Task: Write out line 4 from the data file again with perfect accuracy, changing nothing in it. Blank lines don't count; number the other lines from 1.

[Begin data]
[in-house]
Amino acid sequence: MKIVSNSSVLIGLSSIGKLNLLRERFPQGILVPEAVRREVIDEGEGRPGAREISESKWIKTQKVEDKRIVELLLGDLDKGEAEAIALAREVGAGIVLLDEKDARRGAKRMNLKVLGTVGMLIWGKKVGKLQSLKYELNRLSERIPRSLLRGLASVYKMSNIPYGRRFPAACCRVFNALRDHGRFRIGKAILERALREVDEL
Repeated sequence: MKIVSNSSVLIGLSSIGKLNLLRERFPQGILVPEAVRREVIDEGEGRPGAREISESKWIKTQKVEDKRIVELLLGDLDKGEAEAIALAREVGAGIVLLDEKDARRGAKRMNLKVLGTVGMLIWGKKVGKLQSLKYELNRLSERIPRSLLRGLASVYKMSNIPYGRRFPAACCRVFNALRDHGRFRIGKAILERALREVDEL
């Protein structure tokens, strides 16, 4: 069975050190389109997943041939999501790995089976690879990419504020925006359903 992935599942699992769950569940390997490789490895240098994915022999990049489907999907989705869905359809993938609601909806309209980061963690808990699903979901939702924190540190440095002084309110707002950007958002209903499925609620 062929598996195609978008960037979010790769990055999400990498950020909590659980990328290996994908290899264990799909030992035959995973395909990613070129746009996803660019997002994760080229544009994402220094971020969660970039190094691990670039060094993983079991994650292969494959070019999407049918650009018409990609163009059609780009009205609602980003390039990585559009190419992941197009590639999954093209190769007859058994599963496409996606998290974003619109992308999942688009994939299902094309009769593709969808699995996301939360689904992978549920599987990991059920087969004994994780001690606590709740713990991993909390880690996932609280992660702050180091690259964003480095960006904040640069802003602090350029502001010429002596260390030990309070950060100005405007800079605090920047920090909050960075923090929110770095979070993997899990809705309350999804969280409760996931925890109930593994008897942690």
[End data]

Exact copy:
């Protein structure tokens, strides 16, 4: 069975050190389109997943041939999501790995089976690879990419504020925006359903 992935599942699992769950569940390997490789490895240098994915022999990049489907999907989705869905359809993938609601909806309209980061963690808990699903979901939702924190540190440095002084309110707002950007958002209903499925609620 062929598996195609978008960037979010790769990055999400990498950020909590659980990328290996994908290899264990799909030992035959995973395909990613070129746009996803660019997002994760080229544009994402220094971020969660970039190094691990670039060094993983079991994650292969494959070019999407049918650009018409990609163009059609780009009205609602980003390039990585559009190419992941197009590639999954093209190769007859058994599963496409996606998290974003619109992308999942688009994939299902094309009769593709969808699995996301939360689904992978549920599987990991059920087969004994994780001690606590709740713990991993909390880690996932609280992660702050180091690259964003480095960006904040640069802003602090350029502001010429002596260390030990309070950060100005405007800079605090920047920090909050960075923090929110770095979070993997899990809705309350999804969280409760996931925890109930593994008897942690």